Matthew 3:13-17 - Why Was Jesus Baptized?

Then Jesus came from Galilee to the Jordan to be baptized by John. But John tried to deter him, saying, “I need to be baptized by you, and do you come to me?”
Jesus replied, “Let it be so now; it is proper for us to do this to fulfill all righteousness.” Then John consented.
As soon as Jesus was baptized, he went up out of the water. At that moment heaven was opened, and he saw the Spirit of God descending like a dove and alighting on him. And a voice from heaven said, “This is my Son, whom I love; with him I am well pleased.”

When we read today’s passage about the baptism of Jesus, a question immediately comes to mind. Why was Jesus baptized in the waters of the Jordan? Was it a purely a symbolic gesture? Was it because he needed sanctification? We have an answer from Maximus of Turin: “Christ is baptized, not that he may be sanctified in the waters, but that he may sanctify the waters, and by his own purification may purify those streams which he touches.” In a way, he consecrated baptism. Hence we can now follow him in confidence into the waters of our own baptism.

There’s another reason. The mission of Jesus was to save the lost; to save sinners. So, by being baptized, he showed his solidarity with sinful man. And having done that, he would go on to die as a sinner even though he, himself, would be without sin. A third reason has to do with the release of the Holy Spirit. In the Old Testament, the Holy Spirit was given to chosen people, for a selected time, for a specific purpose. But Jesus’ Baptism released God’s Spirit in a new way. Now the Holy Spirit would be available to all who believed.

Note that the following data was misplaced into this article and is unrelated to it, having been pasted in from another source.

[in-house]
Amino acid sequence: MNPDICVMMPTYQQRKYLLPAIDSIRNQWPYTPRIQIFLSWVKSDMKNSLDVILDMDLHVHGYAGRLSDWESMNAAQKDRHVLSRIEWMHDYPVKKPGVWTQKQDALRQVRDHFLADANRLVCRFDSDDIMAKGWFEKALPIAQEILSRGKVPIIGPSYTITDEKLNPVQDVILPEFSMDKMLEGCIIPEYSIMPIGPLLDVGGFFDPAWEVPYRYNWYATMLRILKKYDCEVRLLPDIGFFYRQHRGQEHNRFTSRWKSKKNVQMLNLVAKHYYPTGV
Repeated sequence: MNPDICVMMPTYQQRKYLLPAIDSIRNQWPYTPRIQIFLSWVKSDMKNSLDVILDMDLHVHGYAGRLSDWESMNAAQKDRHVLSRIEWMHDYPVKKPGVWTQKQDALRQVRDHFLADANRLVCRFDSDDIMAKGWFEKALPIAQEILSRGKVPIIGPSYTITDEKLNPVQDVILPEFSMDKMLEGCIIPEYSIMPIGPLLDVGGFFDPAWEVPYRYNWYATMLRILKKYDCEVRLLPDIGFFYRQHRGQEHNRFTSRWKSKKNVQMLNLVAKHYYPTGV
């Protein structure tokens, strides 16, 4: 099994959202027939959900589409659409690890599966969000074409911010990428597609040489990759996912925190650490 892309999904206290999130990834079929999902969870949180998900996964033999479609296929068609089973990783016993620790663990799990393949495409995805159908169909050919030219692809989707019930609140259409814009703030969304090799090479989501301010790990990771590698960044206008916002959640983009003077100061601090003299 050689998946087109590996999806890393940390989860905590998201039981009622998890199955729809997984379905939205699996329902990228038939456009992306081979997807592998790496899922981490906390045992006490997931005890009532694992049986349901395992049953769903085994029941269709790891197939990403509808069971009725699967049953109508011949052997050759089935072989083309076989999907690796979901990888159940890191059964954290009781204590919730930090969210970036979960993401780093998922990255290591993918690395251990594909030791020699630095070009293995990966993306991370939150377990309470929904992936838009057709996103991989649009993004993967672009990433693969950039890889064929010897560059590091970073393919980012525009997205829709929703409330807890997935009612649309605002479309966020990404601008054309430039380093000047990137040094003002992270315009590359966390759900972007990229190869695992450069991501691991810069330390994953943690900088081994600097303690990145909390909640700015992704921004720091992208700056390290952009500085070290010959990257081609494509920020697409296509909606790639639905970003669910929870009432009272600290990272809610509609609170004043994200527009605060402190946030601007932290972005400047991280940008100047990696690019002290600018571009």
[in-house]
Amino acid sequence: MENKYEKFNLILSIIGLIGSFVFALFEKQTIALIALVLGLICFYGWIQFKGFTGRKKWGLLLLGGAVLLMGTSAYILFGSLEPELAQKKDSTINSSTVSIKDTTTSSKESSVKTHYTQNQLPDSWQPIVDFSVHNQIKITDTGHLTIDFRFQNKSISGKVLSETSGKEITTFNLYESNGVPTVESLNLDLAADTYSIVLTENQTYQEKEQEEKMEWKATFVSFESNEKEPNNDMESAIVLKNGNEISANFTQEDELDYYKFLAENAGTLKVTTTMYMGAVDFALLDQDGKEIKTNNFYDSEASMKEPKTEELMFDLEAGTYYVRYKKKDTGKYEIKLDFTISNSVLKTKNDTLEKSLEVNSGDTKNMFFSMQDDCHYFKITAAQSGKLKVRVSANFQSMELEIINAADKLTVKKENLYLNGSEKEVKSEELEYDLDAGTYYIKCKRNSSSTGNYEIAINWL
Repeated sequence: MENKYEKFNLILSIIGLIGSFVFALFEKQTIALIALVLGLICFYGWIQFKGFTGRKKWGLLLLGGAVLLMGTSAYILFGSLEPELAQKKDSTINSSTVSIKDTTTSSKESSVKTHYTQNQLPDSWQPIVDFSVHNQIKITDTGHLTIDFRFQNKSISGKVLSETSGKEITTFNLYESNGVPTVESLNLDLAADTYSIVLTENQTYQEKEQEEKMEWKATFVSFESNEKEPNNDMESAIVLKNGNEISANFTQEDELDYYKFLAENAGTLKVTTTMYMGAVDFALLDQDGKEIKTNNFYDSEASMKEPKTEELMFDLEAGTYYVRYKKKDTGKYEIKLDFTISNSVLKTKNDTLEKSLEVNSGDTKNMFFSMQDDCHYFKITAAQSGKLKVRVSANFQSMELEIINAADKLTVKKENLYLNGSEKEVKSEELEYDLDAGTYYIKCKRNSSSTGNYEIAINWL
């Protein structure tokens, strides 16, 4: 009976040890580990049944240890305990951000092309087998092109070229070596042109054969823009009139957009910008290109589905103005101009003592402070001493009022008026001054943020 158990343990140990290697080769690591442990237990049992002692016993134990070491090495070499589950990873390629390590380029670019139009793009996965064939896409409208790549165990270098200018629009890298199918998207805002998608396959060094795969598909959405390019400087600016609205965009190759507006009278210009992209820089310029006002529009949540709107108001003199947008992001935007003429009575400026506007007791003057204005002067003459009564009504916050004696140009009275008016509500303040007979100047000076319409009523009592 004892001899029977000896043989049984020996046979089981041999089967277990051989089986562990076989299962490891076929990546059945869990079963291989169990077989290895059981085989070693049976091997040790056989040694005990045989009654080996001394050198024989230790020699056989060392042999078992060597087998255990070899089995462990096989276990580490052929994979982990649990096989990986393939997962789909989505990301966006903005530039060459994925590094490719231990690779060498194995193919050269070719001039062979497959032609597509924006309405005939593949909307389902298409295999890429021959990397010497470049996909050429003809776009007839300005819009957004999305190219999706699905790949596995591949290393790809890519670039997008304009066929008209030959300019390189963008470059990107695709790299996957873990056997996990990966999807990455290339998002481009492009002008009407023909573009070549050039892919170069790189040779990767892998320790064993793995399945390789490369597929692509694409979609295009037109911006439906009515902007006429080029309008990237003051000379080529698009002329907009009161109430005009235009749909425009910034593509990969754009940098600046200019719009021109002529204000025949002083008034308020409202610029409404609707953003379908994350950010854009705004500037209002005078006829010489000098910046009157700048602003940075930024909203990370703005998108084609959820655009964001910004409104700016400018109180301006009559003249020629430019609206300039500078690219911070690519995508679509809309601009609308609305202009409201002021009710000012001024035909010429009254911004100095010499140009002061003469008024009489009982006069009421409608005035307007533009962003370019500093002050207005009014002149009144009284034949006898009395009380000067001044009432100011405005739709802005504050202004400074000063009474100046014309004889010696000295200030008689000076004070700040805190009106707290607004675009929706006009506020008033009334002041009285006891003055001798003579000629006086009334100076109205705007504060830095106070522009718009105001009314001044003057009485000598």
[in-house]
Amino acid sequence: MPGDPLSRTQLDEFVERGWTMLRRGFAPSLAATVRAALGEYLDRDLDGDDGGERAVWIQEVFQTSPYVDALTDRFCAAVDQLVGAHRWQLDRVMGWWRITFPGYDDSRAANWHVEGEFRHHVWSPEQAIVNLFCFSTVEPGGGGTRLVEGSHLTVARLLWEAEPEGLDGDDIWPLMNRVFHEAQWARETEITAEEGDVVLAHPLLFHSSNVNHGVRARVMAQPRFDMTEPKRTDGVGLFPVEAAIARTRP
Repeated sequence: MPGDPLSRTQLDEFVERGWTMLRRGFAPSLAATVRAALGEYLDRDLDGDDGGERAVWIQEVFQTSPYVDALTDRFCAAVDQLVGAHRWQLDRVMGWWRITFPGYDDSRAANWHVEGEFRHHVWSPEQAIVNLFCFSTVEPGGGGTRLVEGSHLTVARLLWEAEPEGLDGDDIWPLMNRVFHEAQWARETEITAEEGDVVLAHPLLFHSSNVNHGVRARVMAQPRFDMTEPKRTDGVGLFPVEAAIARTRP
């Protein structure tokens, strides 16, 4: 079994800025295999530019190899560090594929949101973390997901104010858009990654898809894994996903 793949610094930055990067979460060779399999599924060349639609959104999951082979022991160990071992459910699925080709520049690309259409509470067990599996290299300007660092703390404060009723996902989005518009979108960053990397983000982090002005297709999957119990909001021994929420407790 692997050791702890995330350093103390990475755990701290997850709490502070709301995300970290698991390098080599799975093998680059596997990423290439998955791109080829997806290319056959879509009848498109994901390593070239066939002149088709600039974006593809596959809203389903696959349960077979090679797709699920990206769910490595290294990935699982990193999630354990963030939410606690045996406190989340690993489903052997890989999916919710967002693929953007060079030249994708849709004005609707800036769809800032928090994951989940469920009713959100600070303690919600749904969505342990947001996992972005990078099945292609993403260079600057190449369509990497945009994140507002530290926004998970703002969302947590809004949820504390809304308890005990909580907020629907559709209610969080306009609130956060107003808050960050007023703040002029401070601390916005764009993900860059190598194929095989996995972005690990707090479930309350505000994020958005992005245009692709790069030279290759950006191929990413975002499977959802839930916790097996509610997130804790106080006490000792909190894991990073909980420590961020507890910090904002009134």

Jesus showed us that in our baptism, we receive the Holy Spirit, the same Spirit that came to rest upon him. The Holy Spirit would enable us to lead the lives of holiness that all of us are called to lead. When Jesus walked upon this earth he walked as man, a human like us. He was, as Scripture attests, tempted in every way as we are (see Hebrews 4:25). Yet, he did not sin. With the power of the Holy Spirit we, too, can walk upon this earth as he did, living a life of purity and power. 

And, finally, through his baptism Jesus was letting us know of the hope the Father has in all of us. God created us in his image and likeness to be holy, pure, and perfect like he is. At the end of life’s journey, let us be able to say as Paul said, “I have fought the good fight, I have finished the race, I have kept the faith. Now there is in store for me the crown of righteousness” (2 Timothy 4:7-8). And as we approach the throne room of heaven, may God say to each and every one of us: “You are my beloved, with you I am well pleased.” 

Wouldn’t that be awesome?

May the Spirit be with you.